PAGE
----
Nine of the compounds in the categories of analgesic, anti-inflammatory, alkaloid and lipid/cholesterol lowering drugs were undetectable (100 % removed) in the effluent. They were: Analgesic: Paracetamol, Salicylic acid, Oxycodone; Anti-inflammatory: Naproxen + ve, Atorvastatin, Indomethacin, Naproxen; Alkaloid: Caffeine; Lipid/cholesterol lowering: Gemfibrozol.
Endocrine disrupting compounds
Hydraulic retention time
Liquid chromatography coupled with Tandem mass spectrometry
Pharmaceuticals and personal care products
Wastewater treatment plants
We greatly acknowledge the support provided by the management and operational staff of the WWTP in the investigations and the City Council for granting permission to publish the findings.
Steve Carter (Queensland Health Forensic Scientific Services, Special Services, Organic Chemistry) provided access to LC-MS/MS for the sample analysis. The support of Professor Jochen Mueller (EnTox) and Dr Phong Thai (EnTox) with assistance in sample collection and preparation is greatly acknowledged. Thanks are due to Dr Paul Burrell of QUT for proof reading the manuscript.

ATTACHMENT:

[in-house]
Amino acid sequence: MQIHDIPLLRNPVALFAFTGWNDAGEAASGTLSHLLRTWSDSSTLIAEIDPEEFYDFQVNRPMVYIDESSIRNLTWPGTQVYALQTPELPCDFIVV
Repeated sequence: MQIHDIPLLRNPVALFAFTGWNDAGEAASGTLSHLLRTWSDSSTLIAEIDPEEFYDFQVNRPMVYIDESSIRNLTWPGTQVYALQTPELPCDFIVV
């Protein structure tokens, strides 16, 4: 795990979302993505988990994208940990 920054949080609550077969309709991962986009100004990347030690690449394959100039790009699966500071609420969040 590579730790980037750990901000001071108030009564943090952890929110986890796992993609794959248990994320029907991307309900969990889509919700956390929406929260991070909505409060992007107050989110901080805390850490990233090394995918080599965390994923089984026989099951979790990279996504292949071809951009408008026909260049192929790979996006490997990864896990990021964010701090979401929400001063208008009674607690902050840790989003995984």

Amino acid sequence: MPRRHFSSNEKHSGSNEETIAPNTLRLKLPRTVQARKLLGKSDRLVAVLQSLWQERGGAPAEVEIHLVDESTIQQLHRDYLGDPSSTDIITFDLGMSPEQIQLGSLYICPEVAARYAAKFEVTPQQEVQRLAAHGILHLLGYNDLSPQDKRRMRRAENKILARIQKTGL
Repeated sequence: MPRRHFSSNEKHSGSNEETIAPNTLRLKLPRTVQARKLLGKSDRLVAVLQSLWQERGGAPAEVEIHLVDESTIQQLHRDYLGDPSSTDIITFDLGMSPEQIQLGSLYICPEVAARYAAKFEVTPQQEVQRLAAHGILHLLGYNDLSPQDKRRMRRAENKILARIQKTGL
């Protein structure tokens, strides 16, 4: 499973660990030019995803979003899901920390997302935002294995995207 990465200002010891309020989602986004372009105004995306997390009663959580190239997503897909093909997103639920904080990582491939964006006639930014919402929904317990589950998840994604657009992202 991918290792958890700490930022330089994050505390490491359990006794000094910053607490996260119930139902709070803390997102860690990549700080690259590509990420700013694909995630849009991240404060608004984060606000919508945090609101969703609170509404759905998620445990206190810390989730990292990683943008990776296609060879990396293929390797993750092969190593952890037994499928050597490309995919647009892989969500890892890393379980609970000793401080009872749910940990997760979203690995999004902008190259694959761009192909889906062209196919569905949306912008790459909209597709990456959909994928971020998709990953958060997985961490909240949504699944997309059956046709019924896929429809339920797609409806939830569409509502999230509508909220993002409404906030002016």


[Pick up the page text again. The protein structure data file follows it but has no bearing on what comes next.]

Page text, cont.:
Financial support provided by the School of Earth, Environmental and Biological Sciences (EEBS) of the Queensland University of Technology (QUT), under special projects, BEN910/2012.
Availability of data and materials
All data generated or analysed during this study are included in this published article. Additional information may be available from the corresponding author on reasonable request.
MA, IA, JR, RT and LD contributed to drafting and editing the manuscript. YL contributed to sample analysis, interpretation of results and editing the manuscript. All authors read and approved the final manuscript.
The authors declare that they have no competing interests.
Consent for publication
Ethics approval and consent to participate
Open AccessThis article is distributed under the terms of the Creative Commons Attribution 4.0 International License (http://creativecommons.org/licenses/by/4.0/), which permits unrestricted use, distribution, and reproduction in any medium, provided you give appropriate credit to the original author(s) and the source, provide a link to the Creative Commons license, and indicate if changes were made. The Creative Commons Public Domain Dedication waiver (http://creativecommons.org/publicdomain/zero/1.0/) applies to the data made available in this article, unless otherwise stated.